Geopolitics

While Zuma Sings And Dances, South Africa Pays The Price

Jacob Zuma on stage
Jacob Zuma on stage
Christian Putsch

PRETORIA - Jacob Zuma sang in the choir when he was a political prisoner on Robben Island in the 1970s.

South Africa's president has a remarkable voice, and these days he uses it particularly effectively during election campaigns. Not necessarily when he gives speeches (he tends to read these) but in the songs he sings; songs about Nelson Mandela, the fight for freedom, his party.

And so it was on Tuesday. At the African National Congress (ANC) party meeting in the provincial city of Mangaung, the 70-year-old president of the party and of the country was reelected as ANC head with a large majority. Zuma also stands a good chance of being reelected as president of the country in the 2014 presidential elections.

In the hot sticky tent, Zuma did what the 4,000 delegates expected of him: he sang, he danced and he fostered community spirit among members of the ANC – which has always been more than just a party. During the fight against apartheid, the ANC organized cultural life in the townships and is still today – despite countless scandals and political failures – part of the identity of many black South Africans.

Outside, hundreds of street peddlers were selling caps, motorcycle jackets, even grandfather clocks – with the ANC emblem on them. Lucrative business.

While Zuma bonded with the crowd, now former deputy president Kgalema Motlanthe had already left the stage and it is expected that he will pretty much disappear from the circle of ANC leaders. He was replaced by Cyril Ramaphosa.

Warnings from South African business leaders were not given much play in Mangaung – and yet if the government keeps allowing debate about nationalizing the mines and fails to implement the National Development Plan infrastructure package, the country may face a fate similar to Greece’s, says Stephen Koseff, CEO of Investec Bank.

"South Africa can’t go on much longer living the way it has for the last six to nine months – during which relations between economic players, workers and the government have suffered considerably," Koseff warns. During this period the country experienced brutal strikes in the mining sector. Business leaders were also unsettled by the fact the issue of nationalizing the mines and reforming land reforms were on the agenda of the ANC congress.

The Chinese model

The ANC itself suffers from structural problems. In major cities like Johannesburg or Durban, since 1996 it has been running political schools to train future party members like Ntando Sibeko, 23, who spent three months learning party history. He says the party didn’t have its own schooling center, and that after his training he received no further communications from it.

However, basing itself on Beijing’s Celap Academy where China’s Communist party trains its future leaders, the ANC is apparently going to open an institution on a farm near Johannesburg. Heading it will be Tony Yengeni, who did nearly five months jail time for his involvement with arms deals – apparently not a hindrance to getting the job. Like Mr. Yengeni, 58, hardly anyone in ANC leadership circles is under 55.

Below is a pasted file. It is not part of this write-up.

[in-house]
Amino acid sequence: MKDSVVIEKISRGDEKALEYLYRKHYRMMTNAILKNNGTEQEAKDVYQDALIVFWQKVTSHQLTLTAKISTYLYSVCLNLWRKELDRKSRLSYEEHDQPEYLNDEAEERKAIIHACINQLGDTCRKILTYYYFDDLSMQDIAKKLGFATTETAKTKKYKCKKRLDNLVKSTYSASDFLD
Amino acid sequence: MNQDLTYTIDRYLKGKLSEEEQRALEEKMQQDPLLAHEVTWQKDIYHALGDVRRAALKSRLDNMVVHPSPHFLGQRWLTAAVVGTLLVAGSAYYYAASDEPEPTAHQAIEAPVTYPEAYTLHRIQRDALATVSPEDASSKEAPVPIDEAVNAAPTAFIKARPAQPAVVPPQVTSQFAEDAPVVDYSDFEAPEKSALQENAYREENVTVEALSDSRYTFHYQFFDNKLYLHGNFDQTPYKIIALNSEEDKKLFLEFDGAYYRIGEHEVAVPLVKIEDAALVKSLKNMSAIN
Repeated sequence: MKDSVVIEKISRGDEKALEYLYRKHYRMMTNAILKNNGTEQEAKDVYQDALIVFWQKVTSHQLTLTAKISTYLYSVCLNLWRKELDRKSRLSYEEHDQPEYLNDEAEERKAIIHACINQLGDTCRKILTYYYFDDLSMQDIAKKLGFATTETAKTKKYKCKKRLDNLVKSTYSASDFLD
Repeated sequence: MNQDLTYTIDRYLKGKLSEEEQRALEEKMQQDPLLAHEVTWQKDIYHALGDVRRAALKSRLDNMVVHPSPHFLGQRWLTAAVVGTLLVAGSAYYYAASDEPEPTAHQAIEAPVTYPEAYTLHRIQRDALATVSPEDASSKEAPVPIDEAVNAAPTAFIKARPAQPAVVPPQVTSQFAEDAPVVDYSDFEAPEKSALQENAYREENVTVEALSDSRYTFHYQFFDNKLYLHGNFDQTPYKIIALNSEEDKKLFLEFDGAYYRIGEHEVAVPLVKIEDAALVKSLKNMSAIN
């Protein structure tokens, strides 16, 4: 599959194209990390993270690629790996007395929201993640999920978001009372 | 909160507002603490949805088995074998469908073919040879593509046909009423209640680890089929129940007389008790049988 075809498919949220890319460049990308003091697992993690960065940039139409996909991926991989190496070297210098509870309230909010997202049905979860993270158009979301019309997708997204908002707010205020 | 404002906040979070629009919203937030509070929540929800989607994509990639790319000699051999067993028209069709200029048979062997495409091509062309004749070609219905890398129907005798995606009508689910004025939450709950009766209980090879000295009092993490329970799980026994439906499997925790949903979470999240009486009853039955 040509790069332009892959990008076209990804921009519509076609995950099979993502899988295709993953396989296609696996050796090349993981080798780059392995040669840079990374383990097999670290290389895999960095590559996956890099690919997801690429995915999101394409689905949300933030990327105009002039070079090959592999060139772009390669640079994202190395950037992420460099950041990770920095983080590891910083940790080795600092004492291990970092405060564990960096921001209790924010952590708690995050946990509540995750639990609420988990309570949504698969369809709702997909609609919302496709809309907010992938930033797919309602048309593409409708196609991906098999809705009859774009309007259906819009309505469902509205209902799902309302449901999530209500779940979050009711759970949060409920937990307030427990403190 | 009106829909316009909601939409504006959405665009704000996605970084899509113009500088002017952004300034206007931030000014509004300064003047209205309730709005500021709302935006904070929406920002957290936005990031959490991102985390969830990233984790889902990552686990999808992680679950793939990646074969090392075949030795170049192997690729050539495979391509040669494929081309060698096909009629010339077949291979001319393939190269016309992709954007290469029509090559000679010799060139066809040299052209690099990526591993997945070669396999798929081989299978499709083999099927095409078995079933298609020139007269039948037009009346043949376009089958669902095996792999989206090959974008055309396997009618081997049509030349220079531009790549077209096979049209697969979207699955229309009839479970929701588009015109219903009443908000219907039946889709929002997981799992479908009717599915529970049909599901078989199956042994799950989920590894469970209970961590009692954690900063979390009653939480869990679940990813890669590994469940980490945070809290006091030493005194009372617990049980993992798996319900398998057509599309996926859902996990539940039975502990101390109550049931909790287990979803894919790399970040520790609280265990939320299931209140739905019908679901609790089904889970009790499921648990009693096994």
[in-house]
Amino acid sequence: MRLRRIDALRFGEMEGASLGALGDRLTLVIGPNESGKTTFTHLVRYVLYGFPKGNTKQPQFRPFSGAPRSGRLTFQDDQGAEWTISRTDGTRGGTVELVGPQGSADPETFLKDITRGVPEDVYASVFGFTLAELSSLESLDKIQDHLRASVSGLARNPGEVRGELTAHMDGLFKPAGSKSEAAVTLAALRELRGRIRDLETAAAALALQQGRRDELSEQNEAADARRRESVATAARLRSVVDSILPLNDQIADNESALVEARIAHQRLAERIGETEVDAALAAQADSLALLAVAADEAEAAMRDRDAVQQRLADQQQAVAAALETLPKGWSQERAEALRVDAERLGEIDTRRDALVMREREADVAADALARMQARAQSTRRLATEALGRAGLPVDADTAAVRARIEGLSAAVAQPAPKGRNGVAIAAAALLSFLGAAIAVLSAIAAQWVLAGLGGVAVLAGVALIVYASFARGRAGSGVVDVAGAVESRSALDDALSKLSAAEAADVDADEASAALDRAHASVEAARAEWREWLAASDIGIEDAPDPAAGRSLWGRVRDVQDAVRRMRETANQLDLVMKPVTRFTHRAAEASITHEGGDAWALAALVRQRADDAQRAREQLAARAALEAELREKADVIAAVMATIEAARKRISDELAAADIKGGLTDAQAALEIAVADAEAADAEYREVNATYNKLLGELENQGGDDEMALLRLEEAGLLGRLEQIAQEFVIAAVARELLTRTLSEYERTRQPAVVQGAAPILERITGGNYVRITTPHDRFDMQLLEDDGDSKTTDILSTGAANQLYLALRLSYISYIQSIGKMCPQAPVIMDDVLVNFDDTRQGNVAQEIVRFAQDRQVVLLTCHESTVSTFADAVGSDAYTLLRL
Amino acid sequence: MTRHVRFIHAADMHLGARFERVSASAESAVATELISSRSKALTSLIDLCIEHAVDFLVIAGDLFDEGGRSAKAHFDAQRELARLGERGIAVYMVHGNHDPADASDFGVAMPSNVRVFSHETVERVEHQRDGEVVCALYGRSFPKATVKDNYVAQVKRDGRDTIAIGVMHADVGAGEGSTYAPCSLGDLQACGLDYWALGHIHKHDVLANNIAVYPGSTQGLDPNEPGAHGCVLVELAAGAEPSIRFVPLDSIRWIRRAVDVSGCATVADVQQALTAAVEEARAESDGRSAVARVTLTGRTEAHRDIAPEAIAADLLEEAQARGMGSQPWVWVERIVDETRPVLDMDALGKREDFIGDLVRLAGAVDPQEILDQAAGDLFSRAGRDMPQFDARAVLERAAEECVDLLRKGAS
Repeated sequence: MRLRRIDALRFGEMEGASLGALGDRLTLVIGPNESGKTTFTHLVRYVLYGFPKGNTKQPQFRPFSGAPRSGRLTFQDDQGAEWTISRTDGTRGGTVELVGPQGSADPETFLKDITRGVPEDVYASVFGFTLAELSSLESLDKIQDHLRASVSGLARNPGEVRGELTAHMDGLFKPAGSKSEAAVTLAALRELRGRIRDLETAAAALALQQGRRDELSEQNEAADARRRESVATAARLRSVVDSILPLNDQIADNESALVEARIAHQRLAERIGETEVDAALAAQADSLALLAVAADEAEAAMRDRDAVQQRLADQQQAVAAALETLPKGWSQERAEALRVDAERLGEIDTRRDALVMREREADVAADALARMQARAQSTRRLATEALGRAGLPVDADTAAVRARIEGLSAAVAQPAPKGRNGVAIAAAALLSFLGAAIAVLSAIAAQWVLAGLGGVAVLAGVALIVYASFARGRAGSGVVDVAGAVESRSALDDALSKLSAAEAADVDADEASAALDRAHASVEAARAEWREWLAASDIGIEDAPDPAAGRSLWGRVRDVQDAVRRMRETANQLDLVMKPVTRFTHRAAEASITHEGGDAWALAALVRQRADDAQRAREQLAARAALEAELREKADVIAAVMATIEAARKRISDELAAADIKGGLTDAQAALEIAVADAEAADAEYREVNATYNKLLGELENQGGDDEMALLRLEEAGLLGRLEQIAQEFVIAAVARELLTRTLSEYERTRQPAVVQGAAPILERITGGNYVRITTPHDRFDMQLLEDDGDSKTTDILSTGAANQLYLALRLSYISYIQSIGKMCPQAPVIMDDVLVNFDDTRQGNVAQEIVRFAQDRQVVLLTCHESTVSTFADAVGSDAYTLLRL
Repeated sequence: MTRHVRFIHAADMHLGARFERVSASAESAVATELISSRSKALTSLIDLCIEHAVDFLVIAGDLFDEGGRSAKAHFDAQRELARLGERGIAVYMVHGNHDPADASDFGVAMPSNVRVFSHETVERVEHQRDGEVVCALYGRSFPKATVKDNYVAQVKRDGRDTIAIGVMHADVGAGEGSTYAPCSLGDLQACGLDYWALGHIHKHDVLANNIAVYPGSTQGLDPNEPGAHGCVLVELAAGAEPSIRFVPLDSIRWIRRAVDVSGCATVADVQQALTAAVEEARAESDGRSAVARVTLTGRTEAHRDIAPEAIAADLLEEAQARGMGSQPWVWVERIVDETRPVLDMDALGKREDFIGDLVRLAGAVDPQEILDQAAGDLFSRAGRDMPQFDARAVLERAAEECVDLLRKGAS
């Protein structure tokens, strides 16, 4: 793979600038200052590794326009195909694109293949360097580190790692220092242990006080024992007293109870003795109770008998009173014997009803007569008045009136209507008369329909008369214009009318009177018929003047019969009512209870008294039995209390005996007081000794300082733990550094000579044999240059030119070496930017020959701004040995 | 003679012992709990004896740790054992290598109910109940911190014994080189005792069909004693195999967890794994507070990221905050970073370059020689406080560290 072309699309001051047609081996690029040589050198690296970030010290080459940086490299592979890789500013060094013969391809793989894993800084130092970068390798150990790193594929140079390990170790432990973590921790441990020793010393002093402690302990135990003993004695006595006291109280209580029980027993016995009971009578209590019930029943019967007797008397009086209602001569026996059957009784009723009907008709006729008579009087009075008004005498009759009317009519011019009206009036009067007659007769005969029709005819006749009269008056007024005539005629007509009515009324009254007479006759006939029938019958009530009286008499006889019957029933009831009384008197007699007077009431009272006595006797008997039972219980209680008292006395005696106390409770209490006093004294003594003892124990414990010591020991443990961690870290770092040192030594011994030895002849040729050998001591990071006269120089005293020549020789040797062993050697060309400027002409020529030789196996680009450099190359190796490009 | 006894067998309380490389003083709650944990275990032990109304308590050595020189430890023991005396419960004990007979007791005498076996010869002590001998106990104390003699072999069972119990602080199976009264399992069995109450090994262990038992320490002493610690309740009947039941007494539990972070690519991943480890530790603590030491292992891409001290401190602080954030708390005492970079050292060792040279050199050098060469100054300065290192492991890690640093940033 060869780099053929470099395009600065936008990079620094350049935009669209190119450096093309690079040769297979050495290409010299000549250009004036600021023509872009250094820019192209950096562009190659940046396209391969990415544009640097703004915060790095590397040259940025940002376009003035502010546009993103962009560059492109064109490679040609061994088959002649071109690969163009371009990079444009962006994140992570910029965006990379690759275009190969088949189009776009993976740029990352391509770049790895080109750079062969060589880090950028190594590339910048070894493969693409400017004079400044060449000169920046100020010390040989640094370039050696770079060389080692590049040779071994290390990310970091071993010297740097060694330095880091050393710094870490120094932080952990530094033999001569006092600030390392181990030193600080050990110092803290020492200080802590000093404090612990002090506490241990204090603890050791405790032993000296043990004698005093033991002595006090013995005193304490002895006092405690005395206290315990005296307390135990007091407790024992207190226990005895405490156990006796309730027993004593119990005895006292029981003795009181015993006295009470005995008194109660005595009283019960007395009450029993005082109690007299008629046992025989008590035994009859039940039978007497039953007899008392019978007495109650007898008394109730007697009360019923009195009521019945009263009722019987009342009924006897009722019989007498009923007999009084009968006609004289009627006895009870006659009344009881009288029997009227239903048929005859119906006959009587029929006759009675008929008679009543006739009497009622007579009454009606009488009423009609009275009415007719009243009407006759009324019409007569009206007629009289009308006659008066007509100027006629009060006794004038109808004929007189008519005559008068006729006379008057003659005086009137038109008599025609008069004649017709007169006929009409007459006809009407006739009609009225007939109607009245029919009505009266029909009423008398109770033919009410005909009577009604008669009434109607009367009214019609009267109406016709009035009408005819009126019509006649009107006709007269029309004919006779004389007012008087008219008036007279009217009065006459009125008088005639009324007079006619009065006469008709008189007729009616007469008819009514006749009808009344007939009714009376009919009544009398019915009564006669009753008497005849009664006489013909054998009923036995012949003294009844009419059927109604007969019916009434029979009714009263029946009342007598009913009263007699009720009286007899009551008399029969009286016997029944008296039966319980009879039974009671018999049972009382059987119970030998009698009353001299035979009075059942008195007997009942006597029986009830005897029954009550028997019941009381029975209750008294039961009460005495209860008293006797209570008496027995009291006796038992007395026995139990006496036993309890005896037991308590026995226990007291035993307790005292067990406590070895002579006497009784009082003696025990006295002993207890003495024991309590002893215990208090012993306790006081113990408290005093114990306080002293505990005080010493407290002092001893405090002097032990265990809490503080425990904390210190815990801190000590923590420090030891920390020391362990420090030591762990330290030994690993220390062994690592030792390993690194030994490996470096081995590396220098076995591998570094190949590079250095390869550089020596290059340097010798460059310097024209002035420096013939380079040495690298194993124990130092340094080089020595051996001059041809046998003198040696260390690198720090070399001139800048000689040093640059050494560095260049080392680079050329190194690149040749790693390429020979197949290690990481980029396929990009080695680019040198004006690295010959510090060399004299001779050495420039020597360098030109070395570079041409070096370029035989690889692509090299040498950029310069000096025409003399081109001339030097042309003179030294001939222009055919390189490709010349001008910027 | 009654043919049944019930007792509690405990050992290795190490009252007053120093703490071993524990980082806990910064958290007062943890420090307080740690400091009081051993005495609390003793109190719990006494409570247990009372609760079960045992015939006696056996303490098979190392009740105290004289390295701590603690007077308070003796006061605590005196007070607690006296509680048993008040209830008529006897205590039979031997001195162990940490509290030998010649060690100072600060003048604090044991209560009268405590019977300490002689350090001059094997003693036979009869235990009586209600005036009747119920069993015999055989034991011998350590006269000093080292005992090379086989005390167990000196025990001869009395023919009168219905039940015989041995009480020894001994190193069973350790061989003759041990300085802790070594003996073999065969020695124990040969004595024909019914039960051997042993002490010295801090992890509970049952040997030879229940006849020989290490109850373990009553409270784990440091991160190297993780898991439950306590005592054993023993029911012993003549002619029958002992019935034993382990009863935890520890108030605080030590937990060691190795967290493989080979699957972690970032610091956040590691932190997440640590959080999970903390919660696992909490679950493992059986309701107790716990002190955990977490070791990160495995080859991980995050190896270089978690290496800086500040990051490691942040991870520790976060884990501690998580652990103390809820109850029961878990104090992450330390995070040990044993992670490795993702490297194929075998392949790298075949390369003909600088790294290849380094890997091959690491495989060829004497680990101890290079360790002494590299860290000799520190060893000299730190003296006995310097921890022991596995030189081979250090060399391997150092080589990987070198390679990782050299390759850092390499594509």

The ANC’s teaching program is being treated as a priority, but the opposition – the Democratic Alliance (DA) – has been running a program called "Young Leaders" for six years. Its 60 graduates occupy positions in the party, local administrations, and at the national level.

The DA also uses the program to recruit talent from the non-white population. Since Lindiwe Mazibuko became parliamentary leader and Mmusi Maimane was named party spokesperson, it has been increasingly harder for the ANC to claim the DA is a party of whites.

"At the moment only 40% of our students are white," says Marike Groenewald who runs the DA’s education program. Skin color plays no role in selecting the 20 candidates out of the 800 who apply every year. What’s important is that "they think and have proven themselves in leadership positions in their community, the private sector or universities."

And they have to be willing to work really hard, since the program runs parallel to their job. Five times a year, the students meet for long weekends to discuss political issues and DA projects.

Tumi Ngqondo, for example, created DA links in universities near Durban, a traditional ANC stronghold. He received threatening calls, and as a result will no longer answer calls from unlisted numbers.

He and other attendees of the DA school say they can dance too – but they, unlike Zuma, aren’t about to let it replace substance at political gatherings.

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Feed The Future

COP26 Should Mark A Turning Point In Solving The Climate Crisis

Slow Food calls for an action plan to significantly reduce and improve the production and consumption of meat, dairy, and eggs by 2050.

A new dawn?




If, as the saying goes, we are what we eat, the same also goes for the animals that end up on our plate. How we feed our own food can have knock-on effects, not just for our own health but also for the planet. We are now aware of the meat and dairy industry's significant carbon footprint, responsible for more than a third of global anthropogenic greenhouse gas emissions.